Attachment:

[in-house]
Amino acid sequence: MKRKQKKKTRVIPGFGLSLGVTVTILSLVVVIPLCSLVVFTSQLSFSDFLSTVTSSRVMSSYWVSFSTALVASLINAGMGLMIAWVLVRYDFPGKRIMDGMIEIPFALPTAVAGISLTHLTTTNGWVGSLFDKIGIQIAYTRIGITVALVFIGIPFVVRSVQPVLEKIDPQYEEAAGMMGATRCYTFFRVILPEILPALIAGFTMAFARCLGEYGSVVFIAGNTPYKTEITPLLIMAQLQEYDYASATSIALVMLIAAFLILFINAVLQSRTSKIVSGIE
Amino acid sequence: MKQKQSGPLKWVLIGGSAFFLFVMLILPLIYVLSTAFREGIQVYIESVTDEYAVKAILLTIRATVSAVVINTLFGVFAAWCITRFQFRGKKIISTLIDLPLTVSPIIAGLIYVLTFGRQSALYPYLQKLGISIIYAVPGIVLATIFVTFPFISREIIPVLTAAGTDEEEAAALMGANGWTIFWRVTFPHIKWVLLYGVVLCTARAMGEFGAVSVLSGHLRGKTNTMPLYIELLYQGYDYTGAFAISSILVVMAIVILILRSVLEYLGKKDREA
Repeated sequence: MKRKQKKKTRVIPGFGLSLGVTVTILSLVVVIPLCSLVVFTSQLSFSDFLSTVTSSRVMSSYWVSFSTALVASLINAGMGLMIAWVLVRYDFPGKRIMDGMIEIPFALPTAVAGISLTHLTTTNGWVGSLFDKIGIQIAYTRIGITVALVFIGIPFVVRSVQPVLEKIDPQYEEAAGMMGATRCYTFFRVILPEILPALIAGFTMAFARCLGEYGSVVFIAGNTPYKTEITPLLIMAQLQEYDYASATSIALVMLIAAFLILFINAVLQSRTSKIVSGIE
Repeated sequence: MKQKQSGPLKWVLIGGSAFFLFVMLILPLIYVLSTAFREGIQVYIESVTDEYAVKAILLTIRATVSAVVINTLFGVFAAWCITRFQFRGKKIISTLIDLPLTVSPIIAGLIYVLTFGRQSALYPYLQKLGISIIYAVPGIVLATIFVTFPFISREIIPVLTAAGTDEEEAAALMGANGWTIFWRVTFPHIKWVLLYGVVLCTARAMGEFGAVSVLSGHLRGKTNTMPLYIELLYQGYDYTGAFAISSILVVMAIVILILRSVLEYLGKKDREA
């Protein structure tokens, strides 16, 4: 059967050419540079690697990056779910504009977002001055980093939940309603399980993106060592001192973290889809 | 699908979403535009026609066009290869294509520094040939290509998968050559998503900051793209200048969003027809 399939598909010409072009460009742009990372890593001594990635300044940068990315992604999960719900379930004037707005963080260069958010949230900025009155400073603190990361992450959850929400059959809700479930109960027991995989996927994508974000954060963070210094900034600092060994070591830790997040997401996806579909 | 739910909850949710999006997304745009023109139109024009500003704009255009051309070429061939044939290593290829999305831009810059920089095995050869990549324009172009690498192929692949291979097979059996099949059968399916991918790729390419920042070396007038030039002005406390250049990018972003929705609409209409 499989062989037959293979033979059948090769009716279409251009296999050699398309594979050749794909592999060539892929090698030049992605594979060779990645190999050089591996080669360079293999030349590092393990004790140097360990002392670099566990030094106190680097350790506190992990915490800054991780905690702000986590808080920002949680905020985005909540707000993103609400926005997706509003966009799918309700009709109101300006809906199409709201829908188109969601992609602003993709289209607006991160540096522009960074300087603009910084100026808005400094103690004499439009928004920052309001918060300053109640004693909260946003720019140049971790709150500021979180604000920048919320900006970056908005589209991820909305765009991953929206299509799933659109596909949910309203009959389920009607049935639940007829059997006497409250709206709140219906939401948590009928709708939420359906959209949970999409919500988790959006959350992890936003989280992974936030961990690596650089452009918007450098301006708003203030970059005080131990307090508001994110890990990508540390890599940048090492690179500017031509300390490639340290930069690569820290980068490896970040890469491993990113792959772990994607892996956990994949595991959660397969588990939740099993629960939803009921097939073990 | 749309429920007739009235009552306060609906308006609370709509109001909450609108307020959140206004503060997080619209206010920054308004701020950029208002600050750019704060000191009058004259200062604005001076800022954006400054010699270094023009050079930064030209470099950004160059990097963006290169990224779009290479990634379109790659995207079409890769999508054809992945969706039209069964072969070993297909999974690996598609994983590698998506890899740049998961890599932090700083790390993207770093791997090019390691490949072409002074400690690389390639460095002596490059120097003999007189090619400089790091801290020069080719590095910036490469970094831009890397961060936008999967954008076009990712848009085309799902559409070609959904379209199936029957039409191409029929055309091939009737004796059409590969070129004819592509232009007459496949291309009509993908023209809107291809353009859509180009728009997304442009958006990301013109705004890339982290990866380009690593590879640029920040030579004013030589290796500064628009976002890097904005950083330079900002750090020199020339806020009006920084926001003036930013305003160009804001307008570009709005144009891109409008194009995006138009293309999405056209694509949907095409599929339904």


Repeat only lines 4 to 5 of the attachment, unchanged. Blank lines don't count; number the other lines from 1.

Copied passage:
Repeated sequence: MKRKQKKKTRVIPGFGLSLGVTVTILSLVVVIPLCSLVVFTSQLSFSDFLSTVTSSRVMSSYWVSFSTALVASLINAGMGLMIAWVLVRYDFPGKRIMDGMIEIPFALPTAVAGISLTHLTTTNGWVGSLFDKIGIQIAYTRIGITVALVFIGIPFVVRSVQPVLEKIDPQYEEAAGMMGATRCYTFFRVILPEILPALIAGFTMAFARCLGEYGSVVFIAGNTPYKTEITPLLIMAQLQEYDYASATSIALVMLIAAFLILFINAVLQSRTSKIVSGIE
Repeated sequence: MKQKQSGPLKWVLIGGSAFFLFVMLILPLIYVLSTAFREGIQVYIESVTDEYAVKAILLTIRATVSAVVINTLFGVFAAWCITRFQFRGKKIISTLIDLPLTVSPIIAGLIYVLTFGRQSALYPYLQKLGISIIYAVPGIVLATIFVTFPFISREIIPVLTAAGTDEEEAAALMGANGWTIFWRVTFPHIKWVLLYGVVLCTARAMGEFGAVSVLSGHLRGKTNTMPLYIELLYQGYDYTGAFAISSILVVMAIVILILRSVLEYLGKKDREA